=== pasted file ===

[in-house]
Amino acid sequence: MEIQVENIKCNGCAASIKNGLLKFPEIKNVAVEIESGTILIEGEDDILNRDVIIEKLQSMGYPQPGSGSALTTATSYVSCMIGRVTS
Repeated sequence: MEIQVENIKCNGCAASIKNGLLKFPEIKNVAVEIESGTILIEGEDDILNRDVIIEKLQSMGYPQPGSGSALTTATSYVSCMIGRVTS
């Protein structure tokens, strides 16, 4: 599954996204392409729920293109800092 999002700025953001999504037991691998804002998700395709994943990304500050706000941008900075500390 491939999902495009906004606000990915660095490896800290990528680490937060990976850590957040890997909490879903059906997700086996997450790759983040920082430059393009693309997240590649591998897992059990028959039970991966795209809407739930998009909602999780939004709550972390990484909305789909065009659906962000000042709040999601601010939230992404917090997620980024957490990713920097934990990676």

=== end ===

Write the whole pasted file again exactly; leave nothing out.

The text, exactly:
[in-house]
Amino acid sequence: MEIQVENIKCNGCAASIKNGLLKFPEIKNVAVEIESGTILIEGEDDILNRDVIIEKLQSMGYPQPGSGSALTTATSYVSCMIGRVTS
Repeated sequence: MEIQVENIKCNGCAASIKNGLLKFPEIKNVAVEIESGTILIEGEDDILNRDVIIEKLQSMGYPQPGSGSALTTATSYVSCMIGRVTS
């Protein structure tokens, strides 16, 4: 599954996204392409729920293109800092 999002700025953001999504037991691998804002998700395709994943990304500050706000941008900075500390 491939999902495009906004606000990915660095490896800290990528680490937060990976850590957040890997909490879903059906997700086996997450790759983040920082430059393009693309997240590649591998897992059990028959039970991966795209809407739930998009909602999780939004709550972390990484909305789909065009659906962000000042709040999601601010939230992404917090997620980024957490990713920097934990990676």